Thursday, March 15, 2007

the Iraq debate...

The war in Iraq is being debated in both the House and Senate this week.

Earlier today, the House Appropriations Committee approved a supplemental appropriations bill that includes a provision calling for the withdrawal of American Forces by August 2008.

Here's what U.S. Rep. Joe Courtney, D-2nd District, had to say:

"The Iraq supplemental funding bill is a balanced compromise that I will support. Connecticut's courageous military families may now have hope that the end to the Iraq war is finally in sight. They have sacrificed the most for our country, and we owe them leadership in Washington, DC that is worthy of their service. As our servicemen and women return home, it is the Congress, not the Bush Administration that is working to get veterans the health care and benefits owed to them. When I was elected to Congress, I promised that I would reasonably and safely begin a drawdown of this conflict and this is an important step in that direction."

Meanwhile in the Senate, the debate continues and here's where Sens. Christopher J. Dodd, D-Conn., and Joe Lieberman, I-Conn., stand:

Dodd (who supports a hard date for withdrawal)
“While this resolution before us does not represent as forceful an approach to accomplishing that goal as I would propose, it does take the United States one stop closer to ending U.S. combat involvement in Iraq. And for that reason I am going to support it as the first step in the right direction. But based on past experience, I have no confidence that this President will pay any attention to this resolution or this congressional debate. So I would say to our colleagues, if you are truly sincere in your support for the policies expressed in this legislation, then you must be prepared to do more in the coming days to bring an end to this destructive and futile policy, including the exercise of the Congressional power of the purse.”

“We need to stop financing the Administration's reckless strategy and put critical resources into rebuilding our military. Our troops deserve no less from this Congress.”

“How many debates, how many reports, how many killed and wounded, until the President and his advisers will acknowledge the President's Iraq policy has been a failure from almost the outset?”

Lieberman (who opposes setting a date)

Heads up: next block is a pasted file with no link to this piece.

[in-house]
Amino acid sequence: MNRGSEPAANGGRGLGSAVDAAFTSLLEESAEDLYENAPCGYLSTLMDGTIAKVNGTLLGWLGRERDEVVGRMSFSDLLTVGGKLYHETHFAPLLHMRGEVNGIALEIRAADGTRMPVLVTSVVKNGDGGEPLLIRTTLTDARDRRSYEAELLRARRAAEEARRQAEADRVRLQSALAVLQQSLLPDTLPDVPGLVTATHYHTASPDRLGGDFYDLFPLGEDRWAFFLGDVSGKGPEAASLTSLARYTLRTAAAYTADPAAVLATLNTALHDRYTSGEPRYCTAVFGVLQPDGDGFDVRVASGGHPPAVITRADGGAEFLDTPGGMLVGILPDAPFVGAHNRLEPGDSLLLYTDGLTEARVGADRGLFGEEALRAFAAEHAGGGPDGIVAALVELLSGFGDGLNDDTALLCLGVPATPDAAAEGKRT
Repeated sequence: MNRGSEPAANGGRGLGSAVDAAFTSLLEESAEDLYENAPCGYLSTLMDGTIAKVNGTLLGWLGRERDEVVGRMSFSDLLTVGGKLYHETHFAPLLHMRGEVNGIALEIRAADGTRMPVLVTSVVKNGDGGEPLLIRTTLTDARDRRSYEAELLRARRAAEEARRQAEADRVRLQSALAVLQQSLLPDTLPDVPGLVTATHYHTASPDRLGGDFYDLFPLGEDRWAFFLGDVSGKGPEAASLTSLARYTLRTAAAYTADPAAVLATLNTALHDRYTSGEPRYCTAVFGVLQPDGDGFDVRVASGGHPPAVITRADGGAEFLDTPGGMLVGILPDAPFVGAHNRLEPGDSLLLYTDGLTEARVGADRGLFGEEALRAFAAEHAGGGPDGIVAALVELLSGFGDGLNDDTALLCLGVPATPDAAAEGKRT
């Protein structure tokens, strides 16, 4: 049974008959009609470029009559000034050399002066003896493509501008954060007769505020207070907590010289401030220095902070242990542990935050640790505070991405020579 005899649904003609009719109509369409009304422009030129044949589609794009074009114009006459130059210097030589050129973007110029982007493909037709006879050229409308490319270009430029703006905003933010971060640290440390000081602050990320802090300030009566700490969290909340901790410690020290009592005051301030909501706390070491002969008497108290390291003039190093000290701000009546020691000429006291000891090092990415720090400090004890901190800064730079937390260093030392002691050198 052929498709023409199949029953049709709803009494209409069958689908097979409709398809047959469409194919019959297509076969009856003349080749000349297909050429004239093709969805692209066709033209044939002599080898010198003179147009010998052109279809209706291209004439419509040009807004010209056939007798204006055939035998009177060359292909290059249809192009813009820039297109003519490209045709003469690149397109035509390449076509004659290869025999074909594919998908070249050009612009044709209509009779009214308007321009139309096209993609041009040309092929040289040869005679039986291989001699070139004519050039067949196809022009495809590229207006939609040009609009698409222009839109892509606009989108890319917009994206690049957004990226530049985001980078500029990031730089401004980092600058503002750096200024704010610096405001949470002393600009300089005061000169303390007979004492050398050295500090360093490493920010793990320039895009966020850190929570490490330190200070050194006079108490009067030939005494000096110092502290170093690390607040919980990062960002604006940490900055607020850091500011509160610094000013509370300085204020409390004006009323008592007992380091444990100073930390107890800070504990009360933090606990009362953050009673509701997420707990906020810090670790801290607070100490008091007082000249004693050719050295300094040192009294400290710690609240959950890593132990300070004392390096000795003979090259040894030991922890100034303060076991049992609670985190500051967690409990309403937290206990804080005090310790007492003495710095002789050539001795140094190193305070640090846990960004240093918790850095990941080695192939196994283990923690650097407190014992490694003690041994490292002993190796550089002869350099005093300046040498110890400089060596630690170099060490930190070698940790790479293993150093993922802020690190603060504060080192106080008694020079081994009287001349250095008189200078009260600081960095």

"The question we now confront is simple: will Congress give General Petraeus and his troops a fighting chance to succeed?

"The joint resolution before us would deny them that chance, forcing our troops to break off the battle of Baghdad before it has barely begun. Instead of providing General Petraeus with the necessary reinforcements he has requested—the reinforcements he is counting on—it would begin to strip troops away from him.

"We need to be clear with ourselves, and with the nation, on this point: the joint resolution we are debating would impose a fixed date for the beginning of a withdrawal. One hundred twenty days after this legislation is passed, American forces would be required by law to begin redeploying out of Iraq. This would happen regardless of conditions on the ground, regardless of the recommendations of General Petraeus, regardless of the wishes of our allies, regardless of whether security is improving or deteriorating.

"It would bind the hands of General Petraeus, substituting the judgment of Congress for the judgment of our military commanders, our diplomats, and of our friends in the region.

"Congress has many responsibilities, but the micromanagement of war is not one of them. "



Blogger Weicker Liker said...

How can you let Joe Coutney get away with making this statement, without outlining the obscene amount of pork thats in the Iraq Supplemental Funding Proposal?

There are billions of our taxpayer dollars that are contained in this bill that have nothing to do with supporting our troops!!

Below is a list of spending and policy provisions in the supplemental that Congressman Courtney did not list in his press release and are unrelated to military operations.

*$500 million for emergency wildfires suppression; the Forest Service currently has $831 million for this purpose;

*$400 million for rural schools;

*$283 million for the Milk Income Loss Contract program;

*$120 million to compensate for the effects of Hurricane Katrina on the shrimp and menhaden fishing industries;

*$100 million for citrus assistance (2005 Homeland Livestock Indemnity Program) ;

*$74 million for peanut storage costs;

*$60.4 million for salmon fisheries in the Klamath River region in California and Oregon;

*$50 million for asbestos mitigation at the U.S. Capitol Plant;

*$48 million in salaries and expenses for the Farm Service Agency;

*$35 million for NASA risk mitigation projects in Gulf Coast;

*$25 million for Calfornia spinach growers;

*$25 million for livestock (2005 Hurricane Livestock Indemnity Program);

*$20 million for Emergency Conservation Program for farmland damaged by freezing temperatures;

*$16 million for security upgrades to House of Representatives office buildings;

*$10 million for the International Boundary and Water Commission for the Rio Grande Flood Control System Rehabilitation project;

*$6.4 million for House of Representative’s Salaries and Expenses Account for business continuity and disaster recovery expenses;

*$5 million for losses suffered by aquaculture businesses including breeding, rearing, or transporting live fish as a result of viral hemorrhagic septicemia;

*$4 million for the Office of Women’s Health at the Food and Drug Administration; and

*A minimum wage increase, which is the subject of separate legislation.

4:47 PM  

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